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Geographical indications: EU expands to craft and industrial products

The Council of the European Union recently formalised the EU regulation on geographical indications (GIs) for craft and industrial products.

A GI signifies that a product possesses distinct qualities or characteristics linked to a specific geographical origin, such as champagne from France and Parmigiano Reggiano cheese from Italy. GIs have traditionally served as economic catalysts, enabling producers to command premium prices and ensuring product authenticity for consumers. The regulation expands GI protection to craft and industrial products categorised as “non-agricultural GIs.” The criteria for non-agricultural GIs consider a product’s quality or reputation, not just its geographical origin or its “terroir”. This marks a shift from the conventional approach to GIs, where the product’s connection to a region significantly influences its character.

The use of the protected geographical indication (PGI) logo on non-agricultural GIs has sparked debate, as industry players fear it may dilute the logo’s significance, since PGIs are traditionally associated with food and alcoholic drinks subject to stringent processes. Registering a non-agricultural GI involves a self-declaration of compliance, which traditional GIs cannot easily do. The registration process for non-agricultural GIs includes two steps: the national phase and the union phase. EU member states with few non-agricultural GIs may skip the national phase.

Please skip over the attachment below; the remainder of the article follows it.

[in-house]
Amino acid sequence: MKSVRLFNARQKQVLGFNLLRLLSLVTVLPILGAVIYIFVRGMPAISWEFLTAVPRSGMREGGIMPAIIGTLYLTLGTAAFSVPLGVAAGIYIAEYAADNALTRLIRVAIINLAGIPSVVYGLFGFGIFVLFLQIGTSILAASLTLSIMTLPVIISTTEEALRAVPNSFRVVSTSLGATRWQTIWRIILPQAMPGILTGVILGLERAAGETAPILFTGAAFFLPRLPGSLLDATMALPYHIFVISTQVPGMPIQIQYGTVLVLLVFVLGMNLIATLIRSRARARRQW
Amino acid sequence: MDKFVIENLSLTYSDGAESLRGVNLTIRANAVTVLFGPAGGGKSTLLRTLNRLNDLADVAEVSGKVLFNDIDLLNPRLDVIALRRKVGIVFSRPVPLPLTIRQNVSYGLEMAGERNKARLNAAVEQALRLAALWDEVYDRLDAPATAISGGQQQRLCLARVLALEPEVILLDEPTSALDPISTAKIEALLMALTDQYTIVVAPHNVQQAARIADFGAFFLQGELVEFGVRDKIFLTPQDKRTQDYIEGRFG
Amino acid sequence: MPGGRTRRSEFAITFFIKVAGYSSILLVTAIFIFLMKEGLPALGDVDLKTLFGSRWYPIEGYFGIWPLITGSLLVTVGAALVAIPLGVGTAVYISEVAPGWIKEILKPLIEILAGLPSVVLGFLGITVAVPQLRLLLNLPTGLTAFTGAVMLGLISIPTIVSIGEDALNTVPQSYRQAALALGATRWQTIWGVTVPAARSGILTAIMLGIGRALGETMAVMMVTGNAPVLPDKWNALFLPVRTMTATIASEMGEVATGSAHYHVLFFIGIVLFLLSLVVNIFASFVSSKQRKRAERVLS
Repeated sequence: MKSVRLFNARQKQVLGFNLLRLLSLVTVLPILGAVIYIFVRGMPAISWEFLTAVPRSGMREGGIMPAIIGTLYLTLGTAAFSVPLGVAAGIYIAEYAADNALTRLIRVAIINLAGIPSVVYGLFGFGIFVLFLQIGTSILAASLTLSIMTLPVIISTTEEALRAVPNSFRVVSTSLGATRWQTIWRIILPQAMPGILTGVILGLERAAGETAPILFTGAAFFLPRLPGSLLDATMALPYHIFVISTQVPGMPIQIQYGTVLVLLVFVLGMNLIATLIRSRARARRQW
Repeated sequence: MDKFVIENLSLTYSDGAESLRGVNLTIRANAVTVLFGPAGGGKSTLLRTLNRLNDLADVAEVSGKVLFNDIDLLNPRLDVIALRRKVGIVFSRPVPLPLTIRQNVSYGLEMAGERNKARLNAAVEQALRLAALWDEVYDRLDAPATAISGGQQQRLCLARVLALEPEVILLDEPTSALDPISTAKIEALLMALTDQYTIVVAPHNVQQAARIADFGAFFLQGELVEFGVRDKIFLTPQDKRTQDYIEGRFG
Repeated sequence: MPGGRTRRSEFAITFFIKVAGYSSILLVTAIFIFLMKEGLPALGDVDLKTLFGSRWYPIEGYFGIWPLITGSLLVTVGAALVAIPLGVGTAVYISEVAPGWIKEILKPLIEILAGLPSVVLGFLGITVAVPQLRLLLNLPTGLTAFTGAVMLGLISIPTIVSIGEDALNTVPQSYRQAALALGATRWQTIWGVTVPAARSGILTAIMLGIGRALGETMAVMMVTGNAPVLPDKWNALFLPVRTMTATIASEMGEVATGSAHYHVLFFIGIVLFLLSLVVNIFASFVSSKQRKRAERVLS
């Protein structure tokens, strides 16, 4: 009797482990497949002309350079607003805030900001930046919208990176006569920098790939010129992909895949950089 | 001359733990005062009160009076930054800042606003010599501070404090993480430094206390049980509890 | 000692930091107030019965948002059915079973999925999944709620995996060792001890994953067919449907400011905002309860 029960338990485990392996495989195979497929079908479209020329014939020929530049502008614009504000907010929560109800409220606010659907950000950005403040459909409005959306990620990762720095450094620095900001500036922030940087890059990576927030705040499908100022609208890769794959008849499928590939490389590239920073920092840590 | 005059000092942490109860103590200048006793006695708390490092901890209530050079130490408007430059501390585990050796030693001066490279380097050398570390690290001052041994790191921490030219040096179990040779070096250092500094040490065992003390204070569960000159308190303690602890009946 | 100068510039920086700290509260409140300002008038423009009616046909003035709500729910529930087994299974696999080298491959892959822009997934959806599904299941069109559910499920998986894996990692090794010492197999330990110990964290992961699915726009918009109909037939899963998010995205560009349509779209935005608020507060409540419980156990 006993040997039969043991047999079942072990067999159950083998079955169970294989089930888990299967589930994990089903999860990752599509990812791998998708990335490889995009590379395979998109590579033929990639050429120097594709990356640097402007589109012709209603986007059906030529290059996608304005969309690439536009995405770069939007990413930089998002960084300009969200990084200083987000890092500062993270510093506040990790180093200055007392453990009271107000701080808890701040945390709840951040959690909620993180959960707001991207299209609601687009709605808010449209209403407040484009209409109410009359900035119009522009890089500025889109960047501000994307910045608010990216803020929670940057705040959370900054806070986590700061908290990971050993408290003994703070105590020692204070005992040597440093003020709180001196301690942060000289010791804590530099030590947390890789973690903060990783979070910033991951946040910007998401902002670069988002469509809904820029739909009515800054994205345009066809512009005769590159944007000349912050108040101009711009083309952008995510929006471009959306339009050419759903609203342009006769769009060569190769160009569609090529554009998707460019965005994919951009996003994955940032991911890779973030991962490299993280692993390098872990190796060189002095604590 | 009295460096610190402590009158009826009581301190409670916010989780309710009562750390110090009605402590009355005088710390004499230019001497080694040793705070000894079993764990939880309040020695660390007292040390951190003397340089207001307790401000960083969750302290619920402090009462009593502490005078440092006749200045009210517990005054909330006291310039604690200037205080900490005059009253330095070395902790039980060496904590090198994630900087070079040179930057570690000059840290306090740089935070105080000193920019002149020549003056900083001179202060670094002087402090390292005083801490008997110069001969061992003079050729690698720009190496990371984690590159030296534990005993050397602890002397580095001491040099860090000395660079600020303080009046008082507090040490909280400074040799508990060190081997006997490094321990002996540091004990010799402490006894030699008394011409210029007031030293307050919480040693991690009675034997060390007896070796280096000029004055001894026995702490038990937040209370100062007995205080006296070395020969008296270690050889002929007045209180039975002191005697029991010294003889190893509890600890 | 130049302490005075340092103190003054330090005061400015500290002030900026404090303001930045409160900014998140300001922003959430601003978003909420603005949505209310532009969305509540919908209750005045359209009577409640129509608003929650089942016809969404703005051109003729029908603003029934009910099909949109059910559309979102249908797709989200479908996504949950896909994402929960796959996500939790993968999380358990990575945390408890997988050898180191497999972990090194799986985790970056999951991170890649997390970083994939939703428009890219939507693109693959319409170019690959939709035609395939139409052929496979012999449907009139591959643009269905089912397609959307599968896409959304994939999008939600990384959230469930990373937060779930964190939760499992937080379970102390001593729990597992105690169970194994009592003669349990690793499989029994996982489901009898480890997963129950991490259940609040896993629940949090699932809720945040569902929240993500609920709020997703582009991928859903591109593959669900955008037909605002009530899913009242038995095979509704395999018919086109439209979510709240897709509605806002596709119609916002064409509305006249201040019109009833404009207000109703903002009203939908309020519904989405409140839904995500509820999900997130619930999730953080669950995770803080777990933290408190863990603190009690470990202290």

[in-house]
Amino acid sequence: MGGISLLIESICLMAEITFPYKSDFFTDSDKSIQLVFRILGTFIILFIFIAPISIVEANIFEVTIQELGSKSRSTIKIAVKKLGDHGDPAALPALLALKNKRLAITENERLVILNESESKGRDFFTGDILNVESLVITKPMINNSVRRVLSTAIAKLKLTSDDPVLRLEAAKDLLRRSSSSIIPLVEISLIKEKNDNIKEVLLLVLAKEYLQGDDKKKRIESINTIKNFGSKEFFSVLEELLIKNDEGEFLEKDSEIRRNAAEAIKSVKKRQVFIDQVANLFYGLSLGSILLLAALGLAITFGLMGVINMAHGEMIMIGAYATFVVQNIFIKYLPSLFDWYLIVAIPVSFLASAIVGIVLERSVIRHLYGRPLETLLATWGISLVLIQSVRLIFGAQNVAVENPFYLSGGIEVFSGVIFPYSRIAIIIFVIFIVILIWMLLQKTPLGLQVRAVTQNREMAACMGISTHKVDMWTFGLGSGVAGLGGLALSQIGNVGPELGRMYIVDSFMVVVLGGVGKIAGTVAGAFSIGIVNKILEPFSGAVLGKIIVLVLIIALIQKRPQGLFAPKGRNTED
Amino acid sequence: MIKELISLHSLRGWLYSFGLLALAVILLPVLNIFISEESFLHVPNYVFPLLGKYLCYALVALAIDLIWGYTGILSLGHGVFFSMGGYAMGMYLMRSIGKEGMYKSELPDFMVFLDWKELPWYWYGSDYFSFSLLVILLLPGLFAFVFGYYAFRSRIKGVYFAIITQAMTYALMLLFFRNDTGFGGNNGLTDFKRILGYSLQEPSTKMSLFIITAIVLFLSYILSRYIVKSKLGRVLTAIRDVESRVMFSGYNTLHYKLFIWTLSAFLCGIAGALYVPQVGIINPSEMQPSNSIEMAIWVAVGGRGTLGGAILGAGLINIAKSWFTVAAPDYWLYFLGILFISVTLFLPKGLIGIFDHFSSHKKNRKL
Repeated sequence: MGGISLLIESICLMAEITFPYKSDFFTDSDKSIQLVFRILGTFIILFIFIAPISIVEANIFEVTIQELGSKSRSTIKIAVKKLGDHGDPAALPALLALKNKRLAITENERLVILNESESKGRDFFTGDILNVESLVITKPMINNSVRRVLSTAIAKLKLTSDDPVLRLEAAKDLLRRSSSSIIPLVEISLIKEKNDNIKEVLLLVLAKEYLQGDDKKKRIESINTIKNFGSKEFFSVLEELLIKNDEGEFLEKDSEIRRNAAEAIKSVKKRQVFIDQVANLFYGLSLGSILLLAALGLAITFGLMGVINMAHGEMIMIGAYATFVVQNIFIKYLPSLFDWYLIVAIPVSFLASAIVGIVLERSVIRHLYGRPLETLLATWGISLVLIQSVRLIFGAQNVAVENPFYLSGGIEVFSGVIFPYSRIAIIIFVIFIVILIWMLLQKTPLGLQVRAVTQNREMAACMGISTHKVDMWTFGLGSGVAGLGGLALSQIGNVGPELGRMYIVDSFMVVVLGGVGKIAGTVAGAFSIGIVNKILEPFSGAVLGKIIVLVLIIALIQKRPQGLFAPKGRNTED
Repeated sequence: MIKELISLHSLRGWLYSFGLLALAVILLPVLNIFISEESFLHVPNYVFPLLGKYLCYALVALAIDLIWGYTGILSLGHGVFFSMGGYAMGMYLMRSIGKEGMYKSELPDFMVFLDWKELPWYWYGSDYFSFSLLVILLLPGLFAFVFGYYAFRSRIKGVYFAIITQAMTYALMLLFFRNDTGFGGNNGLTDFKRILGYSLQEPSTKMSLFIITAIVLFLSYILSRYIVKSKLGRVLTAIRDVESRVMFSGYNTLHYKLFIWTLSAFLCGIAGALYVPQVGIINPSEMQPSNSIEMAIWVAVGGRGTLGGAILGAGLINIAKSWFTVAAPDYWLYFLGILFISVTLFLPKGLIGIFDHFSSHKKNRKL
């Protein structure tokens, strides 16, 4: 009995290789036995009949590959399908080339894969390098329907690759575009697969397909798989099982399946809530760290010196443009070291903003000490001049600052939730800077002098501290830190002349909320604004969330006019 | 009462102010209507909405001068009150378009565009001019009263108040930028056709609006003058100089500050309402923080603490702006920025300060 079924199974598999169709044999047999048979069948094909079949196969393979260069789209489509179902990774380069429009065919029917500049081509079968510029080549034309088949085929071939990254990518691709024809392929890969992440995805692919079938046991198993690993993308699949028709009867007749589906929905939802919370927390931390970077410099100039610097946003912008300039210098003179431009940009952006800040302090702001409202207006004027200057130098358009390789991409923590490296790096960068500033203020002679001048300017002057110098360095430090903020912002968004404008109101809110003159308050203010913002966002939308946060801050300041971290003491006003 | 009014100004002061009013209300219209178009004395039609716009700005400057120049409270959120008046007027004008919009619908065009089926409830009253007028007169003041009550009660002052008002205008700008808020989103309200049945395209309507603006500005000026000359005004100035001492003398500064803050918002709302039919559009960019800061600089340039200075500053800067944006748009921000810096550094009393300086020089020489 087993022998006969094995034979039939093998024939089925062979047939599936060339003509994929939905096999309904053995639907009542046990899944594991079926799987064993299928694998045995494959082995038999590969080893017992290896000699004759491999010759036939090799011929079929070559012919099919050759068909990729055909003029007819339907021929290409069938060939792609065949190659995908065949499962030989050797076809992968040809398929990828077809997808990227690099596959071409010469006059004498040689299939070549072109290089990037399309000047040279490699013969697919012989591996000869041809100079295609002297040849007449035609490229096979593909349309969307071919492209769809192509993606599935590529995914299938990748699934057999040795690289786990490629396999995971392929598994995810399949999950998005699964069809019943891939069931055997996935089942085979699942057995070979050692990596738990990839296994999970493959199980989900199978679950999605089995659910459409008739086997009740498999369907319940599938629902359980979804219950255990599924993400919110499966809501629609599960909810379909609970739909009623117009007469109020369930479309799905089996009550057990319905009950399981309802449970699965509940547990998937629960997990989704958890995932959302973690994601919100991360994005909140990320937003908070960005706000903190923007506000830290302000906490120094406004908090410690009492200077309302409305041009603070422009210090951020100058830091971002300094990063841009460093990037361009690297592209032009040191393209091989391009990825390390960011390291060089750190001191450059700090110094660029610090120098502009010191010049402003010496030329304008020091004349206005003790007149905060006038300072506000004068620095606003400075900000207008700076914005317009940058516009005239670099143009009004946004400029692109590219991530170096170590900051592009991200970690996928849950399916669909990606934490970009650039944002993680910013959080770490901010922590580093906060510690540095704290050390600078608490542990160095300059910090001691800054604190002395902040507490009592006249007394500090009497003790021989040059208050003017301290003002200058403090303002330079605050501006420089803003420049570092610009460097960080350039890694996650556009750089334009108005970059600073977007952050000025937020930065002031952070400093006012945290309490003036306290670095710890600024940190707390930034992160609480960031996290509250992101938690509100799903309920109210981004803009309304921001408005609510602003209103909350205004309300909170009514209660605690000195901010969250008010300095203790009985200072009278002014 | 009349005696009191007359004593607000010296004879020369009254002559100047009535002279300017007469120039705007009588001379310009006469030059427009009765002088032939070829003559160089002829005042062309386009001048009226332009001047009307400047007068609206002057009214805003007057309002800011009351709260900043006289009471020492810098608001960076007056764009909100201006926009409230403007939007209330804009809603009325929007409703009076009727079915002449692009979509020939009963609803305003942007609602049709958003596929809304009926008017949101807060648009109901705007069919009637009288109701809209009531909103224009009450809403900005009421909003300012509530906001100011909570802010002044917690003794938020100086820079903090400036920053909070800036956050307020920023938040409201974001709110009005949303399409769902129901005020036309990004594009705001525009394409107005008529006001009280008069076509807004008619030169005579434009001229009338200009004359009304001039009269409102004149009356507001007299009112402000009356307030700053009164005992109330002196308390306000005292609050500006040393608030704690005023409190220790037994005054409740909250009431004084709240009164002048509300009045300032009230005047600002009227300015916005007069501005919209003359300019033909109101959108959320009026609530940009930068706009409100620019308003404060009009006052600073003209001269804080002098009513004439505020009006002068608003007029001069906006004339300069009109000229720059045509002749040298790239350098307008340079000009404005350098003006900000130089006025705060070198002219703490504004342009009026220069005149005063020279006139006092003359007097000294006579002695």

Notably, shifting from the European Commission’s traditional oversight of GIs, the council has designated the EU Intellectual Property Office (EUIPO) to manage non-agricultural GIs, and examinations and oppositions will be heard in the new “GI Division” of the EUIPO.

The revised framework enables holders of traditional GIs and non-agricultural GIs further protection:

  • Domain names: rights to challenge unauthorised GI use of a domain name.
  • Goods in transit: rights over products passing through the EU.
  • Online sales: rights over goods sold by means of distance selling, such as e-commerce.

The regulation also defines “evocation” as a legally enforceable right related to unauthorised use that consumers associate (“direct and clear link”), with a product possessing a registered GI.

The regulation awaits signatures from both institutions’ presidents. Twenty days after publication in the Official Journal of the European Union it will enter into force and will be applicable in two years.

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